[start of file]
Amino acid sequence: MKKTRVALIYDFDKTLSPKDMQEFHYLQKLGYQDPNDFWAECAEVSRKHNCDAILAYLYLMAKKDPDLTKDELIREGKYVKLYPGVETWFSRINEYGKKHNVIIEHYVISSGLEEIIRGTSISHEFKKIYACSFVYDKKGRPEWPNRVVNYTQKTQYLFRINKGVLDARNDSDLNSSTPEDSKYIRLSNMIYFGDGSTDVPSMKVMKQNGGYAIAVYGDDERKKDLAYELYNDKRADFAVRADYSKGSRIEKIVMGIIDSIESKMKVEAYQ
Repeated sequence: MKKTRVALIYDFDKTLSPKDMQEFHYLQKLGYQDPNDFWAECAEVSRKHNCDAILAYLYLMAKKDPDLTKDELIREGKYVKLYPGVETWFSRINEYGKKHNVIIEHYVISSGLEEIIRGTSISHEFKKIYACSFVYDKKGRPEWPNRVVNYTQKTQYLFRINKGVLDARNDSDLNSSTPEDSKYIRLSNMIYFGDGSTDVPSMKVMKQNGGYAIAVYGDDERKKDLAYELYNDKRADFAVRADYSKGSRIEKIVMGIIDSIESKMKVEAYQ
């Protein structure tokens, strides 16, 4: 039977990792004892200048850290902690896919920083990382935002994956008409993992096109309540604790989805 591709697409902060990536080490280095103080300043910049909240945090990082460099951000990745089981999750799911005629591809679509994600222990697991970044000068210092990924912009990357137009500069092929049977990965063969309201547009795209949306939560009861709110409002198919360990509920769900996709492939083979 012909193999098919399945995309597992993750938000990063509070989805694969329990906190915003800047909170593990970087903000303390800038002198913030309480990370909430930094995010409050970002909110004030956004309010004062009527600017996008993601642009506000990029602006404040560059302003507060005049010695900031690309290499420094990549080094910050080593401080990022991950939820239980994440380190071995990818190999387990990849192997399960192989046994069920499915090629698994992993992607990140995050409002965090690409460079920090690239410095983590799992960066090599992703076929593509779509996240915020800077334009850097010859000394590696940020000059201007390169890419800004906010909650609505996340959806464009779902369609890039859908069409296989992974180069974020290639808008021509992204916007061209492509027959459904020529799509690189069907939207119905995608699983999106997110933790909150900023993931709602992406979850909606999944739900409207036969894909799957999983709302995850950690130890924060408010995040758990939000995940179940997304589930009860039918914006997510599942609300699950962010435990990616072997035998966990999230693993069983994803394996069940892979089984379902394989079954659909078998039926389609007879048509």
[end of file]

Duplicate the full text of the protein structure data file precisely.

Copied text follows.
Amino acid sequence: MKKTRVALIYDFDKTLSPKDMQEFHYLQKLGYQDPNDFWAECAEVSRKHNCDAILAYLYLMAKKDPDLTKDELIREGKYVKLYPGVETWFSRINEYGKKHNVIIEHYVISSGLEEIIRGTSISHEFKKIYACSFVYDKKGRPEWPNRVVNYTQKTQYLFRINKGVLDARNDSDLNSSTPEDSKYIRLSNMIYFGDGSTDVPSMKVMKQNGGYAIAVYGDDERKKDLAYELYNDKRADFAVRADYSKGSRIEKIVMGIIDSIESKMKVEAYQ
Repeated sequence: MKKTRVALIYDFDKTLSPKDMQEFHYLQKLGYQDPNDFWAECAEVSRKHNCDAILAYLYLMAKKDPDLTKDELIREGKYVKLYPGVETWFSRINEYGKKHNVIIEHYVISSGLEEIIRGTSISHEFKKIYACSFVYDKKGRPEWPNRVVNYTQKTQYLFRINKGVLDARNDSDLNSSTPEDSKYIRLSNMIYFGDGSTDVPSMKVMKQNGGYAIAVYGDDERKKDLAYELYNDKRADFAVRADYSKGSRIEKIVMGIIDSIESKMKVEAYQ
């Protein structure tokens, strides 16, 4: 039977990792004892200048850290902690896919920083990382935002994956008409993992096109309540604790989805 591709697409902060990536080490280095103080300043910049909240945090990082460099951000990745089981999750799911005629591809679509994600222990697991970044000068210092990924912009990357137009500069092929049977990965063969309201547009795209949306939560009861709110409002198919360990509920769900996709492939083979 012909193999098919399945995309597992993750938000990063509070989805694969329990906190915003800047909170593990970087903000303390800038002198913030309480990370909430930094995010409050970002909110004030956004309010004062009527600017996008993601642009506000990029602006404040560059302003507060005049010695900031690309290499420094990549080094910050080593401080990022991950939820239980994440380190071995990818190999387990990849192997399960192989046994069920499915090629698994992993992607990140995050409002965090690409460079920090690239410095983590799992960066090599992703076929593509779509996240915020800077334009850097010859000394590696940020000059201007390169890419800004906010909650609505996340959806464009779902369609890039859908069409296989992974180069974020290639808008021509992204916007061209492509027959459904020529799509690189069907939207119905995608699983999106997110933790909150900023993931709602992406979850909606999944739900409207036969894909799957999983709302995850950690130890924060408010995040758990939000995940179940997304589930009860039918914006997510599942609300699950962010435990990616072997035998966990999230693993069983994803394996069940892979089984379902394989079954659909078998039926389609007879048509």